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Valuable British Beef Finishing Progress

17 January 2012

EBLEX

UK - Beef producers across the country have made valuable progress in improving the financial and environmental efficiency of their enterprises in recent years by significantly increasing the proportion of stock finished at a younger age, the latest EBLEX analysis reveals.

The industry body’s analysis of all cattle slaughtered annually in Great Britain, taken from official BCMS data, shows an increasing proportion of prime beef being finished at under 24 months of age over the past two years. The effect is particularly marked when cattle slaughtered at under 15 months are excluded from the calculations, removing differing annual levels of bull beef finishing from the equation.

Last year just over 54 per cent of animals between the ages of 15 and 36 months being slaughtered in British abattoirs were 24 months of age or less, with 46 per cent older than two years of age. This is clear improvement on the 49 per cent and 51 per cent respectively recorded in 2010 and the 45 per cent and 55 per cent recorded in 2009 (Figure).

Finishing animals at a younger age is particularly beneficial given the well-recognised feed conversion efficiency (FCE) advantages of younger animals.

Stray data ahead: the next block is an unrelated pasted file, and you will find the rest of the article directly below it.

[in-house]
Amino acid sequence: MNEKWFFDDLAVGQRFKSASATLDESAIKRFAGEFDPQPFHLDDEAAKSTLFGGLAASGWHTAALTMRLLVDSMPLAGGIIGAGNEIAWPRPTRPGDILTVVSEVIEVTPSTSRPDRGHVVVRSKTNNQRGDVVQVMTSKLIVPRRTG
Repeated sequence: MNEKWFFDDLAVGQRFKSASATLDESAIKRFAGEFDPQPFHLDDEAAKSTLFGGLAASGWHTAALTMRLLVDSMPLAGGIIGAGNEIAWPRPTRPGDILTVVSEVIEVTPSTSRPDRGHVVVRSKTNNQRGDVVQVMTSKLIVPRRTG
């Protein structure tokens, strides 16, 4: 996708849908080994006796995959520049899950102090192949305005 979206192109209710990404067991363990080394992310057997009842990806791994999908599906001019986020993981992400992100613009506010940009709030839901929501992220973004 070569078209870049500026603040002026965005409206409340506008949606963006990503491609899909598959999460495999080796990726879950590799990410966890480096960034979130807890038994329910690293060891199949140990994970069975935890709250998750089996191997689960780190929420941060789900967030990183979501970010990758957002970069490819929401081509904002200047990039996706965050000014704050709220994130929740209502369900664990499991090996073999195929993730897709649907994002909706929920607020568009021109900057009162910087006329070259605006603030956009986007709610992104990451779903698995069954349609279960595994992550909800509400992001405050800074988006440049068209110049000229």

As animals become older, their FCE reduces as a result of the far superior metabolic efficiency of younger stock, and the growing level of nutrients required to maintain body functions as liveweight increases.

In addition to an increasing risk of over-fatness and over-weight penalties, older stock have been shown to have a generally poorer conformation than younger, faster-grown contemporaries. And finishing stock at a younger age can noticeably improve cash flow while spreading fixed costs by allowing more animals to be accommodated each year.

With barley-based finishing rations costing as much as £2/head/day and commercial performance studies indicating little, if any, worthwhile increases in continental-cross carcase weight beyond 23-24 months of age, faster finishing is clearly paying useful financial dividends for many. In addition, studies suggest it can be an effective way of reducing greenhouse gas emissions from beef production.

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